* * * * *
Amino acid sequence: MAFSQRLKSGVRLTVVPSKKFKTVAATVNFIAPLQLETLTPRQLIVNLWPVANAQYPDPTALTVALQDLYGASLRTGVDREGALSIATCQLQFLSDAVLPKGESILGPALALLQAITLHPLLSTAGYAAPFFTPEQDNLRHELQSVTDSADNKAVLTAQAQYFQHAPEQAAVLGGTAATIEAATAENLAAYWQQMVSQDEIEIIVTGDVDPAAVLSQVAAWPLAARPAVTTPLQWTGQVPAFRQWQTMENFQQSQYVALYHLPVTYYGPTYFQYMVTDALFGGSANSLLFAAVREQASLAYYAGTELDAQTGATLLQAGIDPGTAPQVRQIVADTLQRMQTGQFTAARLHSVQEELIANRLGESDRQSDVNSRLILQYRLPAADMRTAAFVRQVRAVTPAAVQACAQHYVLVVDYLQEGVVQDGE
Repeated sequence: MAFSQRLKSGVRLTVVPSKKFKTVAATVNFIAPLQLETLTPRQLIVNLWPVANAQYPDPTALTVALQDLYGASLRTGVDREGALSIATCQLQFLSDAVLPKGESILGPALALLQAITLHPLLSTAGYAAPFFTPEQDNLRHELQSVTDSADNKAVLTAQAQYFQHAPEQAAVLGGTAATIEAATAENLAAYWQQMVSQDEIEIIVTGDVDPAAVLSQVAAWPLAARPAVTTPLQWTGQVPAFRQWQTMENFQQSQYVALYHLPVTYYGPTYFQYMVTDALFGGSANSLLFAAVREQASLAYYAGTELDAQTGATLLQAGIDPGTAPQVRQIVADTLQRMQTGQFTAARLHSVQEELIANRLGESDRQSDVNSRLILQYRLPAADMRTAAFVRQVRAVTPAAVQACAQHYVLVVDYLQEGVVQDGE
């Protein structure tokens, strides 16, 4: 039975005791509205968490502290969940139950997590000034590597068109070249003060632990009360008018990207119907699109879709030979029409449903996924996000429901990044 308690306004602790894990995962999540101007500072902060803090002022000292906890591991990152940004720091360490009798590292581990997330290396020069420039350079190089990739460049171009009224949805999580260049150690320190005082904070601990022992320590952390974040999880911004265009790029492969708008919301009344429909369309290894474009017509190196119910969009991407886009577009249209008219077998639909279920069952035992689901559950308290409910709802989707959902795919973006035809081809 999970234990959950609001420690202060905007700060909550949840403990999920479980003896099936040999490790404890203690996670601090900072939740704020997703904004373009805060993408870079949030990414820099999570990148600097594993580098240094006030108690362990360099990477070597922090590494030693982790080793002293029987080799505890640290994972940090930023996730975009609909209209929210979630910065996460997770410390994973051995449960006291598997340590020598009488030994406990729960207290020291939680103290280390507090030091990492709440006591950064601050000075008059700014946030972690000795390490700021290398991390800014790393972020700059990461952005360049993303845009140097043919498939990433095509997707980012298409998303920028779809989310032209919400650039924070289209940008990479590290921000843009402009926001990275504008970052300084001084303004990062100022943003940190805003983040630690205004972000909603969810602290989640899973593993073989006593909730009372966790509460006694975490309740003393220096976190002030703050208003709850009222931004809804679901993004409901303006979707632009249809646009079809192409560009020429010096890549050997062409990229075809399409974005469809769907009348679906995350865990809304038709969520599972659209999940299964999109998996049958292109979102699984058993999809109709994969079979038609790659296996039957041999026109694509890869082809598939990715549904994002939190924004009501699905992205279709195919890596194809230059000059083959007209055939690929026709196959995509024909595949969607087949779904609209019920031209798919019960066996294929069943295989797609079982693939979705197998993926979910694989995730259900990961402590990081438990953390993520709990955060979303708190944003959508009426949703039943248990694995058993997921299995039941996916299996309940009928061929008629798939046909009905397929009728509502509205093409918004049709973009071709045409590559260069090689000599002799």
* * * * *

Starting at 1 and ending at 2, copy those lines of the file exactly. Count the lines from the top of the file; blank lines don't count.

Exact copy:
Amino acid sequence: MAFSQRLKSGVRLTVVPSKKFKTVAATVNFIAPLQLETLTPRQLIVNLWPVANAQYPDPTALTVALQDLYGASLRTGVDREGALSIATCQLQFLSDAVLPKGESILGPALALLQAITLHPLLSTAGYAAPFFTPEQDNLRHELQSVTDSADNKAVLTAQAQYFQHAPEQAAVLGGTAATIEAATAENLAAYWQQMVSQDEIEIIVTGDVDPAAVLSQVAAWPLAARPAVTTPLQWTGQVPAFRQWQTMENFQQSQYVALYHLPVTYYGPTYFQYMVTDALFGGSANSLLFAAVREQASLAYYAGTELDAQTGATLLQAGIDPGTAPQVRQIVADTLQRMQTGQFTAARLHSVQEELIANRLGESDRQSDVNSRLILQYRLPAADMRTAAFVRQVRAVTPAAVQACAQHYVLVVDYLQEGVVQDGE
Repeated sequence: MAFSQRLKSGVRLTVVPSKKFKTVAATVNFIAPLQLETLTPRQLIVNLWPVANAQYPDPTALTVALQDLYGASLRTGVDREGALSIATCQLQFLSDAVLPKGESILGPALALLQAITLHPLLSTAGYAAPFFTPEQDNLRHELQSVTDSADNKAVLTAQAQYFQHAPEQAAVLGGTAATIEAATAENLAAYWQQMVSQDEIEIIVTGDVDPAAVLSQVAAWPLAARPAVTTPLQWTGQVPAFRQWQTMENFQQSQYVALYHLPVTYYGPTYFQYMVTDALFGGSANSLLFAAVREQASLAYYAGTELDAQTGATLLQAGIDPGTAPQVRQIVADTLQRMQTGQFTAARLHSVQEELIANRLGESDRQSDVNSRLILQYRLPAADMRTAAFVRQVRAVTPAAVQACAQHYVLVVDYLQEGVVQDGE